Locking your notes onto the grooveNovember 28th, 2014
As a teacher, one of my concerns over the years has been rhythm.
I don’t mean keeping time—that’s the easy part.
My concern has been, how do you teach students how to lock in their playing to the groove so that it’s perfectly in time?
The other day, I had a sudden epiphany.
The answer is to let rhythm do your playing for you.
Don’t try to force your playing, don’t be too aggressive. Let go and let rhythm do the playing for you.
On the surface, this may sound like a simple concept but it’s not so easy to implement.
To be able to do this, you’ll first have to develop an impeccable sense of time, then you’ll have to develop good finger control, and when you’ve achieved mastery over these two areas, you’ll have to have the confidence to let go and let rhythm and your fingers do your playing for you.
You’re probably aware of the quick-finger syndrome of inexperienced players when they first attempt to do pull-offs.
In their anxiety to perform the technique, and perhaps through lack of finger control, they usually pull off too quickly, resulting in rushed slurred notes.
That’s an extreme example of what can happen when we become too aggressive in our playing.
But the problem is not confined to beginner players.
I’ve found that a similar problem exists even in advanced players, although to a lesser degree.
Instead of rushing through slurs, many players have small rhythmic inaccuracies in their playing either because they’re too anxious to perform the notes or because they lack rhythmic precision, or simply because they don’t know how to lock their notes onto the groove.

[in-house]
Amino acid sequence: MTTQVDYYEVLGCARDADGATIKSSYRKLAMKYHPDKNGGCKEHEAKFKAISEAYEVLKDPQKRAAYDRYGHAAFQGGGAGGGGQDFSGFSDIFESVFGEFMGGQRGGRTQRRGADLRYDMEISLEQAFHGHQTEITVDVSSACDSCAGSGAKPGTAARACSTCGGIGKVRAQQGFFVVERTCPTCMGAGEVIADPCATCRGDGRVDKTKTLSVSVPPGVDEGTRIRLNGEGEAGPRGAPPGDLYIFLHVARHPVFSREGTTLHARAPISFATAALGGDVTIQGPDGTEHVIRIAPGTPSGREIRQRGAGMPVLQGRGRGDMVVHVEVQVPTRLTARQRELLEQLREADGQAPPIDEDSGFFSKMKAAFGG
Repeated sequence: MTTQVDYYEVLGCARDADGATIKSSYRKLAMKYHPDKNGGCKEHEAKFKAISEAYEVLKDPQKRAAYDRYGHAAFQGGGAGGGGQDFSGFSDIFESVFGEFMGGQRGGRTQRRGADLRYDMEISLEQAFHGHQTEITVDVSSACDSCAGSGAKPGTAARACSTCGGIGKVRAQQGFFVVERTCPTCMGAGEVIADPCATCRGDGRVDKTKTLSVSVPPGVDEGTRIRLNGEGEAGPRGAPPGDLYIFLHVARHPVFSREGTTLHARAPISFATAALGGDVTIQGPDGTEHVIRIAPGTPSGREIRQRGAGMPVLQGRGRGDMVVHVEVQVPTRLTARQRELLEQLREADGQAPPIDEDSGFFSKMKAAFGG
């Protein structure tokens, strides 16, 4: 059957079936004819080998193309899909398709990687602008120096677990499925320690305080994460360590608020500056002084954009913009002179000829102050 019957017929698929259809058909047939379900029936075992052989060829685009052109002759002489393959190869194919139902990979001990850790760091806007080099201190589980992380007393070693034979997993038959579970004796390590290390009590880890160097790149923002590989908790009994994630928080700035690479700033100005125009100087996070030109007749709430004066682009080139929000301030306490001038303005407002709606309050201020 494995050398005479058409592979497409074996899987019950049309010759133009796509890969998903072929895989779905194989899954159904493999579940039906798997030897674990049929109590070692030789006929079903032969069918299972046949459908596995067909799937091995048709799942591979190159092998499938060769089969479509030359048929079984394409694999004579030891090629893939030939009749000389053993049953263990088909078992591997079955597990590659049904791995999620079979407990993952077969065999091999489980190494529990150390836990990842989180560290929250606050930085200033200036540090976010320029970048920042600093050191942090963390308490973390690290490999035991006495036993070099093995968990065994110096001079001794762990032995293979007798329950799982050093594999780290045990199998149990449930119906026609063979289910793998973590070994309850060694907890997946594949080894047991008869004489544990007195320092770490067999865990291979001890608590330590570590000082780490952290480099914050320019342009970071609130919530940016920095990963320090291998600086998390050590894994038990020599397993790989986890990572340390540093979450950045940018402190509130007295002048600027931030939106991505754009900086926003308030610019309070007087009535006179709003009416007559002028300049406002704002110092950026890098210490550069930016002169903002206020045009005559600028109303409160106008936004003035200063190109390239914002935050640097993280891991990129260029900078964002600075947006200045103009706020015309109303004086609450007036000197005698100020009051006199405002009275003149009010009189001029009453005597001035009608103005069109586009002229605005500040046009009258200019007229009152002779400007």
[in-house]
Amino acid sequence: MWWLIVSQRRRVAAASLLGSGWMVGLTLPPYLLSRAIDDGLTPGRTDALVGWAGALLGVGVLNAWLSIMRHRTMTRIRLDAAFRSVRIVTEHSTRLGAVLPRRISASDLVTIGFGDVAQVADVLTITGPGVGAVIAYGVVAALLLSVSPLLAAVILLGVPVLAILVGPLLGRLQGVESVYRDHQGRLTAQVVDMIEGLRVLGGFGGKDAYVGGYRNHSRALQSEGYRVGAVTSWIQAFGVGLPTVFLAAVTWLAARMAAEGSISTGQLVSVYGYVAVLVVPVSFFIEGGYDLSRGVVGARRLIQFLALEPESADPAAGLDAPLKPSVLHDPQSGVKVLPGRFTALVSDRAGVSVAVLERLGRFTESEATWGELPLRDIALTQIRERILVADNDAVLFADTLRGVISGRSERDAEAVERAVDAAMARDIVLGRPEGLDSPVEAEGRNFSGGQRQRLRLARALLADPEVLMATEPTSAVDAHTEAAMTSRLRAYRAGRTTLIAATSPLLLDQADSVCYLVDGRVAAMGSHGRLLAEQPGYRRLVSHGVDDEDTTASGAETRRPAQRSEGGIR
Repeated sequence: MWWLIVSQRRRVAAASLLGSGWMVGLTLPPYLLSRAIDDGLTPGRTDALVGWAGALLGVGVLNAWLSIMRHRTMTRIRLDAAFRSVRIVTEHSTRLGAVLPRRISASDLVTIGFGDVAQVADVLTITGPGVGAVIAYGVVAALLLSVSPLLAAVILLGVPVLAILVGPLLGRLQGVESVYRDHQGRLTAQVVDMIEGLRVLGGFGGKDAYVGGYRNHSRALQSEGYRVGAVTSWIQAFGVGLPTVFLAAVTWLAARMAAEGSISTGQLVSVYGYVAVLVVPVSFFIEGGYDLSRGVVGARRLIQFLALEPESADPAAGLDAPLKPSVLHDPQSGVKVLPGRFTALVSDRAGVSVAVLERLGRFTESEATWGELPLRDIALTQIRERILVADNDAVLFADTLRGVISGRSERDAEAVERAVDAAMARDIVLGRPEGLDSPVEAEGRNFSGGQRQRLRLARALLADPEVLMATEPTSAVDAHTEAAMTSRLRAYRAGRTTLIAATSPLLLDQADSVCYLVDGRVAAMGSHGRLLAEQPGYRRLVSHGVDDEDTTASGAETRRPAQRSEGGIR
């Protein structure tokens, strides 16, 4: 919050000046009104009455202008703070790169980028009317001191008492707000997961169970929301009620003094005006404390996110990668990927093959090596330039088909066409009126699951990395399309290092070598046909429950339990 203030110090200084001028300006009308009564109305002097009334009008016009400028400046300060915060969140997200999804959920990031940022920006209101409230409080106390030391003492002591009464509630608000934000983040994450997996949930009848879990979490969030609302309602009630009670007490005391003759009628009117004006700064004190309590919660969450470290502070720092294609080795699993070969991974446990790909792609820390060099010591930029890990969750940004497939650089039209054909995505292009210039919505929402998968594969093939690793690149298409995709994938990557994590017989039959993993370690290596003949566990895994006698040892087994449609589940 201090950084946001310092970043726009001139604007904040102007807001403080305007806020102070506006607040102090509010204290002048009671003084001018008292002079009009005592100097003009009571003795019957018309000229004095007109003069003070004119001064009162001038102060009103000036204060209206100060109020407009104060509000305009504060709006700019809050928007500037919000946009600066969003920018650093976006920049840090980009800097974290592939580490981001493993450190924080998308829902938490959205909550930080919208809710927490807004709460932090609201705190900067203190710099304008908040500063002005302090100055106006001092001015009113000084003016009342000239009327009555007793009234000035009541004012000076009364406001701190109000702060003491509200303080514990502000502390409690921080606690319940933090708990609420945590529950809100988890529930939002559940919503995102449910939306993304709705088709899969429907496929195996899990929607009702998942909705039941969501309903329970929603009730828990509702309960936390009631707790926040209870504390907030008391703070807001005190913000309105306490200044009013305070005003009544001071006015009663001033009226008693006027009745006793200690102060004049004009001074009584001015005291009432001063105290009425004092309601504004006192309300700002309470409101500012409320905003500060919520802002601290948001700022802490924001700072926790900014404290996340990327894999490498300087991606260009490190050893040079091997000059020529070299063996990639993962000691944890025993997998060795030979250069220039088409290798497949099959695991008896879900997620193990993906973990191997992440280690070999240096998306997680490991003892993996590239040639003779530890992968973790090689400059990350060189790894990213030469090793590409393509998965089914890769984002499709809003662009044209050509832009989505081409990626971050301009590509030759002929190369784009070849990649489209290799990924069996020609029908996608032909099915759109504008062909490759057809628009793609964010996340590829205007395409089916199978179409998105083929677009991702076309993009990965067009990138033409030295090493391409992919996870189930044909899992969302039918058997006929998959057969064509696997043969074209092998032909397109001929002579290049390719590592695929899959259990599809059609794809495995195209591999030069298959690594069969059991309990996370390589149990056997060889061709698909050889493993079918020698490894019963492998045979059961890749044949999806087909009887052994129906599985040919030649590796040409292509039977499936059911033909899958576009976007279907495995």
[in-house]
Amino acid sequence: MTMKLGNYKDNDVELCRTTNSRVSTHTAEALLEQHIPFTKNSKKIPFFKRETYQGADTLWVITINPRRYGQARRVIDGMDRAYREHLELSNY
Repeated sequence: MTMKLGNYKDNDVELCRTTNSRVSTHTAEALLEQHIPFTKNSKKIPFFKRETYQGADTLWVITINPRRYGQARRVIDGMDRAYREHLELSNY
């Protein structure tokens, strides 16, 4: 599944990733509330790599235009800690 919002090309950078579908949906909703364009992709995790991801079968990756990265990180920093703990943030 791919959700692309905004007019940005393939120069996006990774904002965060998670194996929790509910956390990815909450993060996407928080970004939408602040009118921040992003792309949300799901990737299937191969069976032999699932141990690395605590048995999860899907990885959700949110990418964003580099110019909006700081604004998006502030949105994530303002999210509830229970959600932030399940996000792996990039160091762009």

These inaccuracies are so subtle that sometimes not even the players are aware of it themselves.
So how do you lock your notes into the groove?
First, become deeply aware of rhythm, feel it in every part of your being. It has to become second nature, you don’t even have to think about it and yet it’s there, burned into your sub-consciousness.
Then, relinquish control and let rhythm take over.
Practice this first with slurs—hammer-ons and pull-offs. Villa Lobos’ Etude #3 is a good piece to practice this on.
As you play the slurs, imagine that your fingers are totally under the control of your rhythm. They’re no longer independent entities with a will of their own. Feel the eighth note subdivisions and let them play the slurs for you.
When you master rhythmic playing with slurs, do it with regular notes. Make sure you lock in your notes onto the groove so that the notes are perfectly aligned with the beat.
As an aside, this is not to suggest that you playing should be rhythmically strict and stiff. Your groove can be free and flexible. The important thing is that no matter how free your groove is, your notes are always locked onto it.
When you do this, it will seem as if your fingers are driven by some unseen energy, as if they’re self driven. And the amazing thing is they will be totally in time, locked onto the groove.